WILD 2, PENGUINS 1
The Trib’s Terrific Trio:
1 – G Nicklas Backstrom, Wild
Key stats: 34 saves, including 19 over the final two periods
Rossi: Often it will take a stellar effort from an opposing goalie to stymie the Penguins, even when they are without several key offensive weapons such as C Evgeni Malkin, D Sergei Gonchar and RW Tyler Kennedy; Backstrom is stellar more often than not for Minnesota.
2 – C Sidney Crosby, Penguins
Key stats: 4 attempted shots, 23:46 of ice time
Rossi: Crosby finished with a minus-1 rating, but he was the best player on a top line that attempted 14 shots and dictated play often. Unfortunately, he was in the penalty box serving a fighting major and slashing minor when the Penguins had an early third-period power play chance.
3 – C Mikko Koivu, Wild
Key stat: 6 attempted shots, 8-for-12 on faceoffs
Rossi: A player doesn’t have to get on the scoresheet to leave an impact. Koivu was a stabilizing force for the Wild, who had to hang on for dear life late to prevent the Penguins from pulling even.
SAY IT, SIR
“Know anybody that wants to buy a house?”
— Wild GM Chuck Fletcher, who has yet to move his old suburban Pittsburgh home
Rossi: Were I not so fond of my Brookline abode, perhaps I’d take up Chuck on his offer. Actually, who am I kidding? Anyway, I’m telling everybody now that Fletcher’s Wild will be one tough team to beat over the final 25 games. They’re going through some growing pains during a transition period from a defense-first philosophy to an up tempo style favored by Fletcher and Wild HC Todd Richards. They’ll get it together for the NHL representative in the “State of Hockey.”
I hope I’m not alone in digging the national anthem performance by Pens TV’s Alyonka Larionov. Her cascading end to “the flag was still there…” is deserving of reconsideration by many readers that have sent me emails detailing their displeasure with it. (Seriously, people, are you tone-deaf? The girl has pipes.)
I know it’s become taboo to suggest that anybody other than local legend Jeff Jimerson perform anthems at the Igloo, but the Penguins would be wise to find regular anthem work for Alyonka — perhaps this season on Saturday nights, when crowds I’m guessing trend younger, and certainly a lot at Consol Energy Center.
If the Penguins are going stick with defying ordinary when the move into the CEC, as their slogan suggests, they could do worse than to hand Alyonka the microphone and let her sing our national anthem, the Canadian anthem and the Russian anthem before every home game. The Flyers’ Lauren Hart would ear her heart out.
ON THE BEAT ROAD: Wild RW Petr Sykora
A yarn about Wild RW Petr Sykora, who along with Fletcher received his Stanley Cup ring before the game:
Sykora was one of my favorite players to cover over the last two years. He and I shared numerous wise-cracking conversations, including one on the eve of the 2008 playoffs that practically floored my colleagues.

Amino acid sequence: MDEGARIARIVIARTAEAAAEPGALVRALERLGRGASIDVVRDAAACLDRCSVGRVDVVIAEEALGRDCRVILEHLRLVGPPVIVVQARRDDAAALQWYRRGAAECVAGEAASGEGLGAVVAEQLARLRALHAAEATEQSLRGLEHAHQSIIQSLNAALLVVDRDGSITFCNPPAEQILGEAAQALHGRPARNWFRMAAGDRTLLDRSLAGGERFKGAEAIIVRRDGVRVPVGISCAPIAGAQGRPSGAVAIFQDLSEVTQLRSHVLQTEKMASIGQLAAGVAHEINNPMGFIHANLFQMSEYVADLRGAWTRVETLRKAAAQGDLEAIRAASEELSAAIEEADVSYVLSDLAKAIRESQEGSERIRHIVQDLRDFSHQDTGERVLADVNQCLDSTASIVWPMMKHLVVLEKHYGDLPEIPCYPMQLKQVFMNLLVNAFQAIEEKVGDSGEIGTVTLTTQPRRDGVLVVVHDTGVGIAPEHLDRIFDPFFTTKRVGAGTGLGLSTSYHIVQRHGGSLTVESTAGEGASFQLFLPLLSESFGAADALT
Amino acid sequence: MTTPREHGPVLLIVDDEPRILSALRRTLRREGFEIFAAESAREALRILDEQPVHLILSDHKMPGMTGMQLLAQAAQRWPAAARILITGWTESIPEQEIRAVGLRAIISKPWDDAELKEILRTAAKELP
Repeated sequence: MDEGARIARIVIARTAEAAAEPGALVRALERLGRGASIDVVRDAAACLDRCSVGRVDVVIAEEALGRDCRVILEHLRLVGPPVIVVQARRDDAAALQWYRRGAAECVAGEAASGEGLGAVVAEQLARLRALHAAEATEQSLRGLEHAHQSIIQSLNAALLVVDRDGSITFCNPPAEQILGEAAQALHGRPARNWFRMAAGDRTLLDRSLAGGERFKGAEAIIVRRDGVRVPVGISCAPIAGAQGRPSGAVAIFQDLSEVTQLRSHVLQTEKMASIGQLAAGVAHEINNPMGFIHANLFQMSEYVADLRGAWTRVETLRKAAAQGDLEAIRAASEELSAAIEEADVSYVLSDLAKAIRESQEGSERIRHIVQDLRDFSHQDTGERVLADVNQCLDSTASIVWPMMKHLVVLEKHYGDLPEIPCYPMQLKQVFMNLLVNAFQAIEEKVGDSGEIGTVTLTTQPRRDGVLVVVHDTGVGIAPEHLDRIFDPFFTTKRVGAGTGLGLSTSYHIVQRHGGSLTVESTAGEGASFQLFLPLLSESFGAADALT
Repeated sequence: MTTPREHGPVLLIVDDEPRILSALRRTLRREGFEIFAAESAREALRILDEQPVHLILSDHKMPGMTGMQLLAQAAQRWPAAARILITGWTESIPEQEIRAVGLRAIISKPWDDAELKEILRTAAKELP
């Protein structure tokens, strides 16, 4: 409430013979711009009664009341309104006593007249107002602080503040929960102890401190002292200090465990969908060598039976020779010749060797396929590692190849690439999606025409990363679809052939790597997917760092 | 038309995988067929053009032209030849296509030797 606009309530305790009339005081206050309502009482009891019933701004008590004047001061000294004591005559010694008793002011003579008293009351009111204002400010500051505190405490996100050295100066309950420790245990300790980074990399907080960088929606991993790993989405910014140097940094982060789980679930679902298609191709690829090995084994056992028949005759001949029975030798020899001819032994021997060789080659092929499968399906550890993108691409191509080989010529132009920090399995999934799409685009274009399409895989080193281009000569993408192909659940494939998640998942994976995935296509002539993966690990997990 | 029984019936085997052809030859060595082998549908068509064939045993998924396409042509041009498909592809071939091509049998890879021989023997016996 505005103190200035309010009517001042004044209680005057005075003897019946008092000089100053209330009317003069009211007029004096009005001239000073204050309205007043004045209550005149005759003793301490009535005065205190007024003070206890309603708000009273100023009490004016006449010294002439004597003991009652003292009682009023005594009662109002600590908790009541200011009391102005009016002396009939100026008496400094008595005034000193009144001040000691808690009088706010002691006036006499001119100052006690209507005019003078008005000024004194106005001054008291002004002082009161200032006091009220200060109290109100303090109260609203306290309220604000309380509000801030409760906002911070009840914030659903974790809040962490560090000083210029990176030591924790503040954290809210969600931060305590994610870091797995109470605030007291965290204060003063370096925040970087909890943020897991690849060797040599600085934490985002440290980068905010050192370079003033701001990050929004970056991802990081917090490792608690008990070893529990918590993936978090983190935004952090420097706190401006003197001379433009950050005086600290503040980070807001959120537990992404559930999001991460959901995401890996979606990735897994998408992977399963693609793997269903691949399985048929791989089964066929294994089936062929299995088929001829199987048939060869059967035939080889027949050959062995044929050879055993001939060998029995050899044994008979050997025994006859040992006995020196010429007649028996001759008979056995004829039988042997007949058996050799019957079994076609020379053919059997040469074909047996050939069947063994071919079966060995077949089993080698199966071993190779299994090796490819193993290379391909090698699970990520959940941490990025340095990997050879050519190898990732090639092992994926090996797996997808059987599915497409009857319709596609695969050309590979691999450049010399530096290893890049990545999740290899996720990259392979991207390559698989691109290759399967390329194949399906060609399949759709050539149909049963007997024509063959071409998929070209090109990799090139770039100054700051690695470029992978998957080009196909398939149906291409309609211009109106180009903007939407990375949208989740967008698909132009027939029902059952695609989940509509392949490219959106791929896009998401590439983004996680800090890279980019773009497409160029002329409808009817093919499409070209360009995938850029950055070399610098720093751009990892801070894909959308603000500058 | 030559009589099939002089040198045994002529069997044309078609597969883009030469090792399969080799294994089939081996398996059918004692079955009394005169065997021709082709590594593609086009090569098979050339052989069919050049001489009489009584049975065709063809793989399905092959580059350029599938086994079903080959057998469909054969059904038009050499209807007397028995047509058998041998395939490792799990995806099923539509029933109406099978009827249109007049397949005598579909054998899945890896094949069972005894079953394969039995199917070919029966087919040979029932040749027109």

Seated at his dressing room stall, Sykora was not interested in speaking to the media before Game 1 of an opening-round series against Ottawa. I approached him and started a conversation. Within seconds he was surrounded by reporters holding to his face microphones and digital audio recorders.
“What?” he asked in his trademark faux-agitated tone. “What could you possibly want to talk to me about?
I told him that I’d hoped to speak to Petr Sykora, a veteran (then) of three Stanley Cup finalists, about what a strong first postseason game could do for a team that fancied itself a Cup contender. I added that I thought Petr Sykora, a former Cup winner with New Jersey, could provide great insight into what home-ice advantage, which the Penguins had, could mean to a young team looking to assert its contender status on the biggest stage.
“OK,” he said, looking not at me but the entire media horde surrounding him. “What do you want?
Nobody spoke for a few seconds, until I asked if Petr Sykora, a veteran of three Stanley Cup finalists, could explain what a strong first postseason game could do for a team that fancied itself a Cup contender; and if Petr Sykora, a former Cup winner with New Jersey, could provide some insight into what home-ice advantage, which the Penguins had, could mean to a young team looking to assert its contender status on the biggest stage.
Sykora blinked (twice I recall) and laughed heartily.
“Pretty good, buddy,” he said. “I didn’t see that one coming.”
That was my relationship with Sykora in a nutshell. I’ve heard him described as difficult by many hockey scribes that have covered him. Admittedly, I wish he had been more forthcoming — nay, chatty — when we chatted before this game.
However, Sykora will always be a special athlete for me to have covered. I’m convinced he helped me establish a strong player-media relationship with Malkin, his close friend, by letting Malkin know I could be trusted because I was trying to speak with him in English. For that, I’m eternally thankful to Sykora.
Mostly, though, I appreciated Sykora for his honesty. If he didn’t want to answer a question, he’d say, “Sorry, I’m not going to talk about that.” If I pressed, he’d ask, “What do you want me to say if I can’t say anything?” Beat reporters appreciate that approach from a player; at least I did with Sykora.
— BY ROB ROSSI (10/31/09)
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